What is a signal?
A ‘signal’ consists of reported information on a possible causal relationship between an adverse event and a drug, the relationship being unknown or incompletely documented previously. Usually more than a single report is required to generate a signal, depending upon the seriousness of the event and the quality of the information.
What is signal detection?
Early identification of the hazards associated with drugs is the main goal of those involved in pharmacovigilance ‘Signal detection’, ‘signal generation’ or ‘signalling’ refers to a process that aims to find, as soon as possible, any indication of an unexpected drug safety problem which may be either new ADRs or a change of the frequency of ADRs that are already known to be associated with the drugs involved. The results of this surveillance exercise tend to arouse suspicions and should always be followed up by in-depth investigations. Spontaneous reporting systems for suspected adverse drug reactions (ADRs) remain a cornerstone of pharmacovigilance.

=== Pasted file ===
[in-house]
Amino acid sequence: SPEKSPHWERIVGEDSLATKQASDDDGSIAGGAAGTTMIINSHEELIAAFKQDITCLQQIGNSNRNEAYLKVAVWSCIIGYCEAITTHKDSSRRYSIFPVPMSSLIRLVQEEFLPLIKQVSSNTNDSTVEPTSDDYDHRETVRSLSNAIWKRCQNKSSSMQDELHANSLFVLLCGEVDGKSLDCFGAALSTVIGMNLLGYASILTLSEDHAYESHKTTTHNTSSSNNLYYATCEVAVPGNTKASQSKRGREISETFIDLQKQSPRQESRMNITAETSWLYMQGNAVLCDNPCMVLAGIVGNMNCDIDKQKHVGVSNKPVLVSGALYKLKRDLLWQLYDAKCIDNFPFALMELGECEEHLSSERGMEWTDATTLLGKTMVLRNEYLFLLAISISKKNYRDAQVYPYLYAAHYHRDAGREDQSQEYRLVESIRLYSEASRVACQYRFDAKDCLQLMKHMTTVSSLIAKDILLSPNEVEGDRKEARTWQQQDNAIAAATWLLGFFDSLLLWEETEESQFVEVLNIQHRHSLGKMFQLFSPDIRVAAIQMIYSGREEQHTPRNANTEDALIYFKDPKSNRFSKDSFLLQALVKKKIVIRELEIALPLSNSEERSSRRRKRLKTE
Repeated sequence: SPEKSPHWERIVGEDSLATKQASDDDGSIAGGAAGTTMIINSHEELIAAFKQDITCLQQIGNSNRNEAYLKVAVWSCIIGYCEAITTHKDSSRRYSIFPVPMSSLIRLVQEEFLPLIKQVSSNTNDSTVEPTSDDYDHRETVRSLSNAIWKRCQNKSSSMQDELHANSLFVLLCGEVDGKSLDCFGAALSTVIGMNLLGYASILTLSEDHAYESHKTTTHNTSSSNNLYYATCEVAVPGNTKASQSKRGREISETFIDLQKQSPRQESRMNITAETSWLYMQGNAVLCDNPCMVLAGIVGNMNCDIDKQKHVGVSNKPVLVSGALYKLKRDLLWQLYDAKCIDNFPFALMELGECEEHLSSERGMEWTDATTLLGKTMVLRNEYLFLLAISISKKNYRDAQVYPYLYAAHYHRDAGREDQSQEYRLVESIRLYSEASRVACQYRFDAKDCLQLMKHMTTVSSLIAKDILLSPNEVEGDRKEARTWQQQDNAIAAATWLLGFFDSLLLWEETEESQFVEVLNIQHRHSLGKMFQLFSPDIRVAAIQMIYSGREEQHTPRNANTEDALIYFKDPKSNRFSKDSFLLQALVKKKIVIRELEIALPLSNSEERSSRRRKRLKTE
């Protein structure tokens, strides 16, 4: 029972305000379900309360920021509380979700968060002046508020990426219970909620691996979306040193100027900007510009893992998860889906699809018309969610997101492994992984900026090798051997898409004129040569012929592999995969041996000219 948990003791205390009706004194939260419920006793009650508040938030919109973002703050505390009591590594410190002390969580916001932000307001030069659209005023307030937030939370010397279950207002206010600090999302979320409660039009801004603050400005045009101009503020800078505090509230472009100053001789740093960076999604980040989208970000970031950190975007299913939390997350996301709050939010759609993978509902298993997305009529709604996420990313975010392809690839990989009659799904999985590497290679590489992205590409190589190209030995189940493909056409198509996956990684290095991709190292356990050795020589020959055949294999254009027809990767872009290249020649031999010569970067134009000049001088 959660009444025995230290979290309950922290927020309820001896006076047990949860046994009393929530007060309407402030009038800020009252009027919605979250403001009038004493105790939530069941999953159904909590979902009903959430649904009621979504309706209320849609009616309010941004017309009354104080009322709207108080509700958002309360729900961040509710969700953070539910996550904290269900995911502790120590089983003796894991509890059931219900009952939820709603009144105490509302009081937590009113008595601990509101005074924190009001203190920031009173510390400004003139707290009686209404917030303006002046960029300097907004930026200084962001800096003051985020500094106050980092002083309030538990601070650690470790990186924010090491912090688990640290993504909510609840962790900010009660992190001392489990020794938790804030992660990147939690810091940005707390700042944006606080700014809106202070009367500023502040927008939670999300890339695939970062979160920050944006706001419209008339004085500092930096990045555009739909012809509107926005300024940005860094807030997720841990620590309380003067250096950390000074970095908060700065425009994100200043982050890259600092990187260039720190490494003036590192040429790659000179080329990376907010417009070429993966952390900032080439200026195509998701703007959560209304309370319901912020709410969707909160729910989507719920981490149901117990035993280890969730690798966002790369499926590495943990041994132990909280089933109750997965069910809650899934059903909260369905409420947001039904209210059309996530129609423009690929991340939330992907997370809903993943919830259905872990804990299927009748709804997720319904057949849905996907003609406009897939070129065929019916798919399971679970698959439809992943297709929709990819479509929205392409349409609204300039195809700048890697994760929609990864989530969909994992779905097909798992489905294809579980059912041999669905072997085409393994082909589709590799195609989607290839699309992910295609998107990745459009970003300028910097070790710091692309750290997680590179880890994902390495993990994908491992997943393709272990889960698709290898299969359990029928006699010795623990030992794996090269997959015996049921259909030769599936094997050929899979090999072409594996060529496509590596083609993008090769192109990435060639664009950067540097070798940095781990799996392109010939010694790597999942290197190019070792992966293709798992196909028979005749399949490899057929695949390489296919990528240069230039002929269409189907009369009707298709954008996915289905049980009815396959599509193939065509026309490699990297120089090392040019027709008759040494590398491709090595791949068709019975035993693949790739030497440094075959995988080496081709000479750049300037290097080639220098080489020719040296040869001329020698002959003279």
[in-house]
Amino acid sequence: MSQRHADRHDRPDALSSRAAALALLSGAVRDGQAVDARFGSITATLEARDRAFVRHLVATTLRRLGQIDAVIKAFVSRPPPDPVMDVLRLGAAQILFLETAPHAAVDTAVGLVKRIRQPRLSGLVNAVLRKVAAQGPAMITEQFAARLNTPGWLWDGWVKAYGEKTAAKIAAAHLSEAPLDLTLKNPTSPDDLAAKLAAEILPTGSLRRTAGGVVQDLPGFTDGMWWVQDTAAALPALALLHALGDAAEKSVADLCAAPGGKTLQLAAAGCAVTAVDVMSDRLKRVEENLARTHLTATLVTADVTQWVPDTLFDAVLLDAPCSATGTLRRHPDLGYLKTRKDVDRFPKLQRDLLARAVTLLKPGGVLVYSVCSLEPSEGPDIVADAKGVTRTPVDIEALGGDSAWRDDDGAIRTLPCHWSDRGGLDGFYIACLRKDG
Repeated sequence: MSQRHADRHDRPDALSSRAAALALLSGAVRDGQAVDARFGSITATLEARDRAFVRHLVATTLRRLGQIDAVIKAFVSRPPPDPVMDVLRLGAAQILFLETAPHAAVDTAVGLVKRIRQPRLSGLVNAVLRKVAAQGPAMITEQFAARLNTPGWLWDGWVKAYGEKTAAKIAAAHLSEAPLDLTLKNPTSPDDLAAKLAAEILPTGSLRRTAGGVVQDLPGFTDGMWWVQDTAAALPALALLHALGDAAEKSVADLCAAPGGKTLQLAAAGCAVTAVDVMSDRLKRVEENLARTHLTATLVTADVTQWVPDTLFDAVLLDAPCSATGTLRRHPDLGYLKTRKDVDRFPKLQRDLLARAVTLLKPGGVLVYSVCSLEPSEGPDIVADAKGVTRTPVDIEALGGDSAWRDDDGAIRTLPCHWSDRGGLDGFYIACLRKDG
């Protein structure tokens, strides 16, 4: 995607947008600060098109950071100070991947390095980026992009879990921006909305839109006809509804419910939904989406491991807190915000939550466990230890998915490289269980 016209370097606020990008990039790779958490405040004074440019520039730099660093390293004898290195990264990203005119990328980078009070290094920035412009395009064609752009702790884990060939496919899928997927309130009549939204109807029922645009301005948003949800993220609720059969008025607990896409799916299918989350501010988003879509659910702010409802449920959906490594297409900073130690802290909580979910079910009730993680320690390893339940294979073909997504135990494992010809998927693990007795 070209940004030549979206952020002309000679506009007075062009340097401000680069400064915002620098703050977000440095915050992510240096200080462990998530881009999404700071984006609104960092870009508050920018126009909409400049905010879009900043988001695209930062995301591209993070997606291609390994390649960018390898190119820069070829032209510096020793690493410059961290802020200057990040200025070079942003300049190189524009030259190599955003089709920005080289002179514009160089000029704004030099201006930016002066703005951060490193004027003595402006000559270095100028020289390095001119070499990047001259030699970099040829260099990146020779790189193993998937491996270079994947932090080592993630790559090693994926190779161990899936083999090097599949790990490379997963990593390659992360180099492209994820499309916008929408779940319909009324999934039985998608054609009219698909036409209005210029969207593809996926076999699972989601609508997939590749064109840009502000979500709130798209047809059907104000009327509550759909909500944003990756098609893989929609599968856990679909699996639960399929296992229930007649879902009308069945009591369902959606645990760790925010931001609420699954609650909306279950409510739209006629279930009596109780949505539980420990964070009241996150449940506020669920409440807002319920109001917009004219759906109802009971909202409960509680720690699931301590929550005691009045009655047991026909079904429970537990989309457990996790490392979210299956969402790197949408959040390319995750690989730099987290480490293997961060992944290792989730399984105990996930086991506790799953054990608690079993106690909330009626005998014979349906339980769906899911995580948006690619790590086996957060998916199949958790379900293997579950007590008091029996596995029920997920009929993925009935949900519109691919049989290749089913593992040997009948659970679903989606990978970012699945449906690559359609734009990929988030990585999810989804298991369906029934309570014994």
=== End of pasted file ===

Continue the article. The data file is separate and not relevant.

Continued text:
Signal detection at the DSRU
At the DSRU, monitoring for unexpected findings is a key research activity. Two methods are applied:
- Qualitative methods are based on clinical evaluation by a Research Fellow who reviews data reported by the GP for a single case or series of cases.
- Quantitative (‘automated’ or ‘data mining’) techniques complement the medical review by making use of computational power to analyse the large volume of data. These statistical techniques provide estimates of the extent of how the number of observed cases differs from the number of expected cases. The underlying principle is to explore indicators of disproportionality that may then reveal associations of interest. Different measures include ranking of incidence rates and risks within time periods, risk and/or rate ratios between time periods, and reasons for treatment withdrawal. The data may also compared with the expected frequencies (e.g. from prescribing information), or from external data sources.
Through our extensive experience in this area, we are able to offer advice and collaborate with partners on all aspects of signal detection and incorporating these techniques into risk management studies.
Signal Detection Conference
In addition to the in-house research, the DSRU has played a leading international role in the development of signal detection methodologies by organising the popular biennial conference on “Signal Detection and Interpretation in Pharmacovigilance” since 2001. The report on our 2017 Signal Detection conference is available here: http://rdcu.be/uR2t